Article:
The Canadian media, especially independent media, has played a pivotal role in counterculture insurgency in the last few years. Adbusters, the Canadian magazine, created the hashtag #occupywallstreet in 2011 and called on its network to implement the “Shift in Revolutionary Tactics” that had been seen in Spain with the Indignados and #15M Movement and in Egypt with the Arabian Spring. The call went viral after it was taken up as a cause by Anonymous and other protest groups. The origin of the revolution and the spirit that fired it, of course, was not from the Middle East or from Spain, but from Mexico, from the Zapatistas. The Zapatistas, who initially rose up to protest NAFTA, “envisioned an international activist communications network as an alternative to a corporate-dominated media landscape” (Stringer 5981). The philosophy and practice of Zapatismo has been tremendously admired, imitated and influential in Canada, the United States and elsewhere.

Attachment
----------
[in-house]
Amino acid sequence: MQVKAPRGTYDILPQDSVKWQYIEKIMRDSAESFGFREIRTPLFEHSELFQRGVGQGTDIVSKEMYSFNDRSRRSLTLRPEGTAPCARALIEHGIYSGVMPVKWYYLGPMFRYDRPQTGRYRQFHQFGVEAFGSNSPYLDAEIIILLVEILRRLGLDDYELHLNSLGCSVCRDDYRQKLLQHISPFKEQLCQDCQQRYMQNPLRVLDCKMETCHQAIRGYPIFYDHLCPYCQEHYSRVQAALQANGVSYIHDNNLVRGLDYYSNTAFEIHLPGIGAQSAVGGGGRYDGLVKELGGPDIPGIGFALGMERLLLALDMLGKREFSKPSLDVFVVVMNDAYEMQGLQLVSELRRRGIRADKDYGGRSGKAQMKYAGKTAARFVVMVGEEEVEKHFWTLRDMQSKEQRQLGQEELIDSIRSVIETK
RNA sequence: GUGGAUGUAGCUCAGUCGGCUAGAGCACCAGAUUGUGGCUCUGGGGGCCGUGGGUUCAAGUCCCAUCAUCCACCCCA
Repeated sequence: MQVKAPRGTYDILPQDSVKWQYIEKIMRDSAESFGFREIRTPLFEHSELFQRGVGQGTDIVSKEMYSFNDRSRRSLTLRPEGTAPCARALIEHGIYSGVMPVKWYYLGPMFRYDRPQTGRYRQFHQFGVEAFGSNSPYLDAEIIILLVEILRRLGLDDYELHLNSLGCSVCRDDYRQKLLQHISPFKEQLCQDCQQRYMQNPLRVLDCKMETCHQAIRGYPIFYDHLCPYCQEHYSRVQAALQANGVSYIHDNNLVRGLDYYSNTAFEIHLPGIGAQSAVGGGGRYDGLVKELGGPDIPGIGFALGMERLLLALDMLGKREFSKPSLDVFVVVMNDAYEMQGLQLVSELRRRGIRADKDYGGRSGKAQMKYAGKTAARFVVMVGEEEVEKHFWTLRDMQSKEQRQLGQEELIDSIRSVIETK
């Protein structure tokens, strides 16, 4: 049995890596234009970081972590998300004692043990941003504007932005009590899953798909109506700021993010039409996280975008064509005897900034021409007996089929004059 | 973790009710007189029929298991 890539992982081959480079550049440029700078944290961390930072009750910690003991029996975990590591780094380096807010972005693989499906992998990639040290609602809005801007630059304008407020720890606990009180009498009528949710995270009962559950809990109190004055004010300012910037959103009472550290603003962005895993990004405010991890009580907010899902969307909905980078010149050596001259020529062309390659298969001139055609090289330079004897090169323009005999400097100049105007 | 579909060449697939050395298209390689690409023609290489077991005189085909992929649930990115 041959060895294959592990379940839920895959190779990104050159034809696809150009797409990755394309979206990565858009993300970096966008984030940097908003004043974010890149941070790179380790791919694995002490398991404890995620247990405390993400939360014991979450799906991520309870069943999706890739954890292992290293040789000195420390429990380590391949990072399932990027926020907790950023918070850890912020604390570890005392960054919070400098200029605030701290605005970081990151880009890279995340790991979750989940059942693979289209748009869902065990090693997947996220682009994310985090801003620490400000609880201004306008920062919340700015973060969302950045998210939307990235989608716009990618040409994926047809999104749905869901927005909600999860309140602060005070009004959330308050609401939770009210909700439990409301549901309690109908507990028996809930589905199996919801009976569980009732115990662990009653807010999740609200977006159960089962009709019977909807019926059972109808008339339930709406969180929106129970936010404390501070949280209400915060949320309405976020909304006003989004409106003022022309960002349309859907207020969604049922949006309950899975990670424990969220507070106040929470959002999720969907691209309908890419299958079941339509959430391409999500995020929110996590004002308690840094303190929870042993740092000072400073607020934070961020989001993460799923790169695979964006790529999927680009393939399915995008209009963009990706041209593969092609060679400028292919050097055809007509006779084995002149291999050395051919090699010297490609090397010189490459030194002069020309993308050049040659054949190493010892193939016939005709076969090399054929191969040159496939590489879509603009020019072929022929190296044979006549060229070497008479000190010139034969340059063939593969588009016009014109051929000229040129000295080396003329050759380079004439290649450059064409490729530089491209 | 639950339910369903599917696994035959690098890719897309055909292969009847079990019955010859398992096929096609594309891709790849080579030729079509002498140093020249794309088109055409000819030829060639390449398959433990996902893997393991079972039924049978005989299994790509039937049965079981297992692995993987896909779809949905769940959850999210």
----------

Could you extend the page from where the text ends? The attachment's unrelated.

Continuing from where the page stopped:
“[T]ransnational Zapatismo has generated new political imaginations and political subjectivities,” and a narrative framework for “radical expressions of political possibility” (Khasnabish 697). These narrative frameworks operate through the use and subversion of memes, easily reproduced ideas that seed the imagination. Memes are an analytical tool and a change agent for creating new narratives as alternative grassroots models come to the fore. The sincerest form of flattery in memetics is imitation and that is what the Zapatista “movement of movements” has generated. It has birthed the self-replication of occupation narratives, “collectives of collectives” (Stringer) and protests all over the world. The #occupy movement invites people to intervene through direct action as a means of telling their own stories. These new locally-situated, global networks are collaborative and leaderless, and put forward indigenous strategies to achieve their ends via media, as with the “Idle No More” movement and “Blue Dot” meme that have recently emerged out of Canada. Focusing on the protest campaigns originating in Canada and Mexico, I will explore how “The Uninvited” are using digital media to tell stories that seek to enable radical change.